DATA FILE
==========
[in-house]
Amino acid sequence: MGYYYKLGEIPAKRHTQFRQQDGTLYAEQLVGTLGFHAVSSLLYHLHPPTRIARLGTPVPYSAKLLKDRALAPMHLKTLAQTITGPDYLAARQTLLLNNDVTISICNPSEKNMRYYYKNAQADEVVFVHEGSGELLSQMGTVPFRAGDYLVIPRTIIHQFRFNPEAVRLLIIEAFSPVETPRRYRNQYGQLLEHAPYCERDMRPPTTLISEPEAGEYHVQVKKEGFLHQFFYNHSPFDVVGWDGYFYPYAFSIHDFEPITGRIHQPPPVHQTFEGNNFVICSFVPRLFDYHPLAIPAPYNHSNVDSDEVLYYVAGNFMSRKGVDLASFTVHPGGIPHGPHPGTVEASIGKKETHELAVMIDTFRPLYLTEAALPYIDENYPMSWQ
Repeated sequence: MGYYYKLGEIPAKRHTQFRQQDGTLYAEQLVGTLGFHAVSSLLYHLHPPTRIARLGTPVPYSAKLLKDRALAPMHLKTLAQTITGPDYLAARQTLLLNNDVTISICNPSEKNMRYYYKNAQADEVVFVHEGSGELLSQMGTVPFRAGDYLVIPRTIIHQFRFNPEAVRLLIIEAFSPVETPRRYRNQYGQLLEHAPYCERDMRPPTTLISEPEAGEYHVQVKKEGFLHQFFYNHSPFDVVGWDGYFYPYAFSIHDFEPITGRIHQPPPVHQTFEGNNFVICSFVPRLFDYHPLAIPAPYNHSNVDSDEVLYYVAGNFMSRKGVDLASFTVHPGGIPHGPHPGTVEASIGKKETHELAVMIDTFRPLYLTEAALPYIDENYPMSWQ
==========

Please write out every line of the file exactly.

[in-house]
Amino acid sequence: MGYYYKLGEIPAKRHTQFRQQDGTLYAEQLVGTLGFHAVSSLLYHLHPPTRIARLGTPVPYSAKLLKDRALAPMHLKTLAQTITGPDYLAARQTLLLNNDVTISICNPSEKNMRYYYKNAQADEVVFVHEGSGELLSQMGTVPFRAGDYLVIPRTIIHQFRFNPEAVRLLIIEAFSPVETPRRYRNQYGQLLEHAPYCERDMRPPTTLISEPEAGEYHVQVKKEGFLHQFFYNHSPFDVVGWDGYFYPYAFSIHDFEPITGRIHQPPPVHQTFEGNNFVICSFVPRLFDYHPLAIPAPYNHSNVDSDEVLYYVAGNFMSRKGVDLASFTVHPGGIPHGPHPGTVEASIGKKETHELAVMIDTFRPLYLTEAALPYIDENYPMSWQ
Repeated sequence: MGYYYKLGEIPAKRHTQFRQQDGTLYAEQLVGTLGFHAVSSLLYHLHPPTRIARLGTPVPYSAKLLKDRALAPMHLKTLAQTITGPDYLAARQTLLLNNDVTISICNPSEKNMRYYYKNAQADEVVFVHEGSGELLSQMGTVPFRAGDYLVIPRTIIHQFRFNPEAVRLLIIEAFSPVETPRRYRNQYGQLLEHAPYCERDMRPPTTLISEPEAGEYHVQVKKEGFLHQFFYNHSPFDVVGWDGYFYPYAFSIHDFEPITGRIHQPPPVHQTFEGNNFVICSFVPRLFDYHPLAIPAPYNHSNVDSDEVLYYVAGNFMSRKGVDLASFTVHPGGIPHGPHPGTVEASIGKKETHELAVMIDTFRPLYLTEAALPYIDENYPMSWQ